I agree, at least in principle, but it’s tricky. Where do you draw the line without denying operators editorial control of their content?
Leonard French lays it out with wonderful clarity here:
This is the system working as intended. However, it’s a bad model for the world we now live in. It worked fine when a single individual could hope to control the whole process, from cutting down the trees to distributing newspapers, and could muster hundreds of competing printing houses to diseminate his opinion. Now that you need access to several services, each controlled by two or three corporate entities, in order to break into a market already dominated by massive pseudo-monopolies, it doesn’t work at all. The end result is that the eye of the needle you need to thread in order to get your word out there, is getting smaller by the minute, and marignal opinions are being further marginalized. This isn’t really the root cause for the process I tried to bring up in “Why can’t we discuss politics…”, but it sure accelerates it.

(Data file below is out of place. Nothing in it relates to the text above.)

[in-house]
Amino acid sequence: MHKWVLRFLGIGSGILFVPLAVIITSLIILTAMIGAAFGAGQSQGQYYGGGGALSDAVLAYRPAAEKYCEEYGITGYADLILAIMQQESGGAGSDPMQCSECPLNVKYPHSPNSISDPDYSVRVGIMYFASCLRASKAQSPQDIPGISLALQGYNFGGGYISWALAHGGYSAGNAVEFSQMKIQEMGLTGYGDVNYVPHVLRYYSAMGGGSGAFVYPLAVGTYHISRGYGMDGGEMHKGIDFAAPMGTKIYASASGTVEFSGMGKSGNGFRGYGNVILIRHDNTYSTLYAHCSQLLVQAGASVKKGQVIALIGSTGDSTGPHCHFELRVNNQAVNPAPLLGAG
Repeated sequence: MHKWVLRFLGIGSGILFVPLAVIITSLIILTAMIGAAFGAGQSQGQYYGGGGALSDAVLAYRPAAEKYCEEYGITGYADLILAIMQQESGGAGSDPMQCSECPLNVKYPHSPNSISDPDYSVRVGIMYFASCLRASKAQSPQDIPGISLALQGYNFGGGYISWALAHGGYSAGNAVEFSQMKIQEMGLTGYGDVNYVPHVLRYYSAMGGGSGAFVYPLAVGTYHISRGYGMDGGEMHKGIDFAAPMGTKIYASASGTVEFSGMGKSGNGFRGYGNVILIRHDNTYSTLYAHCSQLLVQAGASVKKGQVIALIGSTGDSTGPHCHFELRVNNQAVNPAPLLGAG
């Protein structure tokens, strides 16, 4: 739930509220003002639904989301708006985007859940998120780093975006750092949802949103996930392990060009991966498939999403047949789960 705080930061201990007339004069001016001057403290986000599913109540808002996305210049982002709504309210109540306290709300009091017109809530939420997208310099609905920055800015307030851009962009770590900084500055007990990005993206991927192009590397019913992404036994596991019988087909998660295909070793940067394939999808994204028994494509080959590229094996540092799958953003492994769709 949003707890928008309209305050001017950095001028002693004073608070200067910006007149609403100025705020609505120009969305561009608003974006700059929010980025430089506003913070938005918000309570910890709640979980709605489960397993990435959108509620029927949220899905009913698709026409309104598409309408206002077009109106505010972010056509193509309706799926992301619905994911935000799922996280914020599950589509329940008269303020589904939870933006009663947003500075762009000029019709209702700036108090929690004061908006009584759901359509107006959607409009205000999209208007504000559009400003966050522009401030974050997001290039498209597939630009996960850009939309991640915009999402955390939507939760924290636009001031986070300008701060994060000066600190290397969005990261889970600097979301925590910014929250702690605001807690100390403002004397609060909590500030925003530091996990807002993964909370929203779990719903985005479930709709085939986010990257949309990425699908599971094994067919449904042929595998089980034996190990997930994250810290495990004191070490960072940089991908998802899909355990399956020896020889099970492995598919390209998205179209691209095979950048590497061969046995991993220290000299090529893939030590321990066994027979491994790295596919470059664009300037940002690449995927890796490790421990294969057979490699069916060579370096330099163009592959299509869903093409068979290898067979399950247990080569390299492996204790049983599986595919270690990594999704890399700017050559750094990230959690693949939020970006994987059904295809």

For the record, I am of what inRange calls the “crypto-anarchist” school of thought, and believe that a proper solution enables people to communicate in a de-centralized manner where corporate or state restrictions on free speech are technically impossible. However, this is separate from the quite interesting question of how society chooses to deal with it.